By Michelle Hwang
Last year, when my close friend Heidi told me that her little brother Ed was adopted, I was astonished. But now, I’m a little embarrassed by my surprise. I am familiar with adoption as a method of starting or growing a family, but beyond that, there’s not much else I know.
I’ve noticed that we, as a society, still view adoption as a fragile and foreign concept. Both in real life and in popular media, we often see people tread lightly on the subject of adoption, especially in the presence of adoptees. But in reality, 135,000 children are adopted in the U.S. each year, and adoption, with all of its beauty and hardships, is a discussion worth diving head first into.
I sat down with Heidi’s mom, Kim Ji-Hyun, to find out how she thinks about adoption and what it’s like for her to be an adoptive parent.
This conversation has been translated from Korean and has been edited for clarity and length. Translation assistance by Kim Jung-Eun.
How did you end up adopting?
My parents got divorced when I was 7. So I lived without my mom, only with my dad and my grandma, and not having a mom made me really really sad. At that time, there was a kid in my class who didn’t have a mom or dad. I wasn’t even that close to them. But for me, living without my mom was this difficult, so I thought about how hard it would be without my mom and dad. After that, I think I naturally had this desire to grow up and become a mother to kids who didn’t have parents.
So the day you brought Ed home was the day you first met him. What was that day like?
That day was September 9th, 2009. Even though he was only one month old his eyes were so sad. Babies usually cry a lot at one month old. They cry when they’re just a little bit uncomfortable, they cry when they’re hungry, and they cry a lot when they soil their diapers. But as soon as Ed met our family, he didn’t cry and his face went stiff. For one day he really stayed still without eating anything or crying. I didn’t know at the time, but it was because the baby was so nervous and scared.
What’s the most memorable moment since Ed became a part of your family?
After he turned 9 last year, Ed started thinking about adoption more. I thought Ed had received adoption well because I had taught him [about it] beforehand. But on his 9th birthday he was really sad, and he started asking about his biological mother for the first time. We decided Ed’s birthday would be September 9th, the day we first met him. But I regret that decision a little bit. Ed was born on July 31st, and I regret that we didn’t set [that] day as his birthday instead of the day he was adopted. Even though it’s supposed to be a happy day, I always end up crying on his birthday. I cried on Ed’s birthday and again on my birthday. He wrote a birthday card for me, and in it he thanked me for choosing him among all those children. He thanked me for choosing him to be a part of our family, even though we’ve been a family from the beginning. That kind of stuff makes my heart hurt a bit.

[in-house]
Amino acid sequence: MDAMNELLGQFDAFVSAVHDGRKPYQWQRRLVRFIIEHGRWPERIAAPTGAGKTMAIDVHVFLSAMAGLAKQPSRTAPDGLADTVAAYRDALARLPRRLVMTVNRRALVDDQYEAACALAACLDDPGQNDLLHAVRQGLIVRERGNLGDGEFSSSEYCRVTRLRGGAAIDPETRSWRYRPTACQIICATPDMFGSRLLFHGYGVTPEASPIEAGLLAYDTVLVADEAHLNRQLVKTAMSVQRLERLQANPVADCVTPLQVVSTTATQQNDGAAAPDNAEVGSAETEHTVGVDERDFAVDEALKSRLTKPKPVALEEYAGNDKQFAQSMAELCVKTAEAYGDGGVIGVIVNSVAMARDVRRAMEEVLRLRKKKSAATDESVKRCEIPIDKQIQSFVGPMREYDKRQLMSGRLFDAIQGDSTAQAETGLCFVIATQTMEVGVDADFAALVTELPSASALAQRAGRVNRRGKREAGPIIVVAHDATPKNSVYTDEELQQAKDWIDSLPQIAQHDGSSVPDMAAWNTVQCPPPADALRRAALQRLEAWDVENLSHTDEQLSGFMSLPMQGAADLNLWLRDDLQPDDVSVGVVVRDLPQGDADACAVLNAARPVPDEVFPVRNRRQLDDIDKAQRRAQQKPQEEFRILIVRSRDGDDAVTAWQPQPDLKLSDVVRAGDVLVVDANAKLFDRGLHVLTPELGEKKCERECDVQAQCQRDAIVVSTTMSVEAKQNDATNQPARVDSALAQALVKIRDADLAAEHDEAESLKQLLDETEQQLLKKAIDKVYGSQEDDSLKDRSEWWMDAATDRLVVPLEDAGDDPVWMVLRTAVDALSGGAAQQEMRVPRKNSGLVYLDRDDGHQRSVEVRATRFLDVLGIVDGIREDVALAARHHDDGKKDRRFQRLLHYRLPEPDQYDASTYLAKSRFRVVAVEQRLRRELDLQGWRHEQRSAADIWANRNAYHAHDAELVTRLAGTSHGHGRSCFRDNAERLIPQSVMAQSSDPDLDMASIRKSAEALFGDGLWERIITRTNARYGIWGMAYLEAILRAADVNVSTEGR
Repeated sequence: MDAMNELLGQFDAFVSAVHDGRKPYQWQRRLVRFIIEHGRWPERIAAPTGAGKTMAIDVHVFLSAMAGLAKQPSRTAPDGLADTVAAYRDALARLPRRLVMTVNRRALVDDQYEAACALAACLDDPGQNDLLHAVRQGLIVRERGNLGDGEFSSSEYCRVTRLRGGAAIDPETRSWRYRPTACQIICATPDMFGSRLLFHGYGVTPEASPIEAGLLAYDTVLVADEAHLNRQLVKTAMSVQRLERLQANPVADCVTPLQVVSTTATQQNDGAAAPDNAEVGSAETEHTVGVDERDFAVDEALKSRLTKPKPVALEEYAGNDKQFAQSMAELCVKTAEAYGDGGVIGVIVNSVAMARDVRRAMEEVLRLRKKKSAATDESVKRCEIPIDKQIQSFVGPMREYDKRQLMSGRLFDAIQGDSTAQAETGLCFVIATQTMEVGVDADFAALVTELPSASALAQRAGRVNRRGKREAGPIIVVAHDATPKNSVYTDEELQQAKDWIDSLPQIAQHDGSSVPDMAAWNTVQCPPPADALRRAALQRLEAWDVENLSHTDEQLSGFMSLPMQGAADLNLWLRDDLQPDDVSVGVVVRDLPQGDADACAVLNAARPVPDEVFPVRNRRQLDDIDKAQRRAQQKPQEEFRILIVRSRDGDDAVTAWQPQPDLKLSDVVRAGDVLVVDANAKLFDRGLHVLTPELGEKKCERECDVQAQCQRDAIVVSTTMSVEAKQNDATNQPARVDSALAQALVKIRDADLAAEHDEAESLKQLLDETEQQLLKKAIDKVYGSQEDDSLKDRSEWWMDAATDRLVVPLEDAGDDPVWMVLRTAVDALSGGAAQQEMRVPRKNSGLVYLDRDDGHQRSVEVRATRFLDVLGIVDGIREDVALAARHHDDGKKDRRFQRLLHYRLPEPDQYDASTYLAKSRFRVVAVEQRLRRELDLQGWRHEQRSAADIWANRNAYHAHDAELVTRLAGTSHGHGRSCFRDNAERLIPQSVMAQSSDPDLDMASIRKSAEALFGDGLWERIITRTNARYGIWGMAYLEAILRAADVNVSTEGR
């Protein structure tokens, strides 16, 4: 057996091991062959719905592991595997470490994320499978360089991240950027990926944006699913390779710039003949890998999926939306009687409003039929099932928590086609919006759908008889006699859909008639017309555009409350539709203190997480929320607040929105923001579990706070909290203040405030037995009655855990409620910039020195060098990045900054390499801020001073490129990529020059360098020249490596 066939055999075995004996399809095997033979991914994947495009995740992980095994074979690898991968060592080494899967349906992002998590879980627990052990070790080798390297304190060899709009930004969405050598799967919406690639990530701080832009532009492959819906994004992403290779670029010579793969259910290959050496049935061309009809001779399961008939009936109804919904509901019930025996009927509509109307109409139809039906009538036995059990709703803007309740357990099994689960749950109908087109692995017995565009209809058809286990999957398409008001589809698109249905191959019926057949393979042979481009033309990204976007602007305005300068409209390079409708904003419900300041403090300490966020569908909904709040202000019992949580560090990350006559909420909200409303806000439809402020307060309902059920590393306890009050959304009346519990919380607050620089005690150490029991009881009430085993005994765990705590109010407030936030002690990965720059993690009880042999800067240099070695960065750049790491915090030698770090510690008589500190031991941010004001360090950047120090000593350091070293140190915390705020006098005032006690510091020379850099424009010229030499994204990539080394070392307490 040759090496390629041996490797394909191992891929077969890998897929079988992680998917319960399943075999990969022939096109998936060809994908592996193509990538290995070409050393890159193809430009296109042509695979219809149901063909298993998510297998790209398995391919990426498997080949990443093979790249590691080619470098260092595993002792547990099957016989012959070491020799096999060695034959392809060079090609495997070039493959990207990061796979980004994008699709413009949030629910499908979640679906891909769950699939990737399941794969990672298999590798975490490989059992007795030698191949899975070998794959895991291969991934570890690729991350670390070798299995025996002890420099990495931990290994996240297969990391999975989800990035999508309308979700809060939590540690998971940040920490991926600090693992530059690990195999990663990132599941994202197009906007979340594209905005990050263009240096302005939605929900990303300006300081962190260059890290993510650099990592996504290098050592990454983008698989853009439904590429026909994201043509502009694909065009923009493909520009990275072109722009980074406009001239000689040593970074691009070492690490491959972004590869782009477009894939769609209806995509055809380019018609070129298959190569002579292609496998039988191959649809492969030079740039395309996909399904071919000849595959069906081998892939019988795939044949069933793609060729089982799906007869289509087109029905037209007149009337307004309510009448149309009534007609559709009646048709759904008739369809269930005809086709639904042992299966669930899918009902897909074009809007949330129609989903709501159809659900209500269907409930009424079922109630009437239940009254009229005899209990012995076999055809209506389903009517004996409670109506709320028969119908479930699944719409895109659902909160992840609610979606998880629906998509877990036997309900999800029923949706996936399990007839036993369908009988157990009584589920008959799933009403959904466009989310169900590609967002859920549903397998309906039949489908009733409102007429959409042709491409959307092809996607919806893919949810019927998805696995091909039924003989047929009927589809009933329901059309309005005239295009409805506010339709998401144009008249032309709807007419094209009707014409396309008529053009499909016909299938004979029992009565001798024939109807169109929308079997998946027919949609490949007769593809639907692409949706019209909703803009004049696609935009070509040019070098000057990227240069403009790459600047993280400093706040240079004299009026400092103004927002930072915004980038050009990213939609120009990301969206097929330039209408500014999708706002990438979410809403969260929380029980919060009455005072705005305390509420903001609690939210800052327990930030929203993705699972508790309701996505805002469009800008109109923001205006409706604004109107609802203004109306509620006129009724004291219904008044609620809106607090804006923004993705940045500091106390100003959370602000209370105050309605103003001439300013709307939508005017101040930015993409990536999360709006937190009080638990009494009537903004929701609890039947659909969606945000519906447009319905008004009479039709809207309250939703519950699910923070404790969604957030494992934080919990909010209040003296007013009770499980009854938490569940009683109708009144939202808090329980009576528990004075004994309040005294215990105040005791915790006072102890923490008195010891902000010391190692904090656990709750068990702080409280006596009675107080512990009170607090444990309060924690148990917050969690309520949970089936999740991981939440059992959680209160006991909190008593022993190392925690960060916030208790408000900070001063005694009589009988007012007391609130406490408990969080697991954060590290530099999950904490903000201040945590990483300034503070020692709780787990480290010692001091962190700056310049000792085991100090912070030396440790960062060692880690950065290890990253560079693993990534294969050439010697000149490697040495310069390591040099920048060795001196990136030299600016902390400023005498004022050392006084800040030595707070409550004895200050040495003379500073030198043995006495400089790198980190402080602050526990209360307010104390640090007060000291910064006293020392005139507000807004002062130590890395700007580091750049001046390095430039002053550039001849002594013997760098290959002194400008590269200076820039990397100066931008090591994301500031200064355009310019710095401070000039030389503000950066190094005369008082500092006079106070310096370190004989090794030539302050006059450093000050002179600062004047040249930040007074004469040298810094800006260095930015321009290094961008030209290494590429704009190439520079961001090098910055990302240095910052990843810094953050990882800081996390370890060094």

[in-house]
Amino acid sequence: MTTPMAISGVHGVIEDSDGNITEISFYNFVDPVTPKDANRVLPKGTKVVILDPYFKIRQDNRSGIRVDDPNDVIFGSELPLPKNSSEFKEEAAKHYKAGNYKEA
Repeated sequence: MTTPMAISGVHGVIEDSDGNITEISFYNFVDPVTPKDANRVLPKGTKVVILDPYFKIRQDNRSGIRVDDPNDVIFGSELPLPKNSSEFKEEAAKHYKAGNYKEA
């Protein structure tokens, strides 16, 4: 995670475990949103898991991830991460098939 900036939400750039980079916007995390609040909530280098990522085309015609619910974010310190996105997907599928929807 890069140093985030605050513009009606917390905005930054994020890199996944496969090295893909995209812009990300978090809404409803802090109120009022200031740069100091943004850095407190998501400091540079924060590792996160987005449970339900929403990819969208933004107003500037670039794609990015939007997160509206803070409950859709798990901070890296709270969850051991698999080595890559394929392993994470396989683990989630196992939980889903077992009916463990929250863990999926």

What was the difference between the first time you met Heidi and the first time you met Ed?
The moment I met Heidi and the moment I met Ed for the first time felt different. In Heidi’s case, as soon as I saw her I could see parts that looked like me and parts that looked like my husband. And while in my stomach, the baby was constantly moving and connected to me. Ed was a baby I’d never seen before. But there was so much happiness and gratitude that was different from when I met Heidi. With Ed there was this feeling of “Oh, he’s truly a gift from God to my family. I should raise him with care” and I felt a greater sense of responsibility.
What are your thoughts on how people react when they first find out Ed is an adoptee?
I think I am a little cautious. I’m worried there might be parts of Ed they look at differently. And sometimes I meet people who think adoption is not a good thing. For example, some people have said to me “People aren’t supposed to be adopted”. Then I say, “No, I don’t think so. I am very happy.” and move on. But in Ed’s case, there are times when babies come and talk. “Why are you living with a fake mom?” They’ll ask those types of questions. There was this one time that a kid said to Ed, “You’re just like trash. Your mom threw you away like she would throw away trash.” He heard those kinds of things a lot when he was in first and second grade, so for a while he called himself trash a lot.
So I tried to explain it to Ed in a way that he could understand it. “Ed, your mom really loved you, but she couldn’t raise you because she wasn’t in a good situation and didn’t have the money.” Then his thoughts must have been, “Parents can’t raise their children if they don’t have money.” A few years later, there was a time when our family didn’t have enough money, so my husband and I were thinking about what to do. Ed heard that and he was so worried. He came to me and said, “Mom and Dad, you’re going to abandon me because you don’t have money, right?” I was so surprised, and I said, “What do you mean?” And he said, “If parents don’t have money, they can’t raise a child. So you and dad can’t raise me because you don’t have money right now.” When he told me that, I realized that this was a child who had been deeply hurt, and I said, “Don’t you worry. Mom will go work and make a lot of money.”
Do you have any last thoughts or advice for people who read this article?
Raising Heidi is the same thing as raising Ed. We’re all just family. There are a lot of people who think adoption will be hard, but it’s not that adoption is hard, it’s that parenting is hard. It’s always hard to raise children well. But there’s nothing particularly more difficult about raising an adoptee. If there were, it would be the phase Ed is going through now. But with this too, all teenagers go through puberty. I would like it if people read this sort of article, thought well of adoption, and became parents to those kids [in need of a family].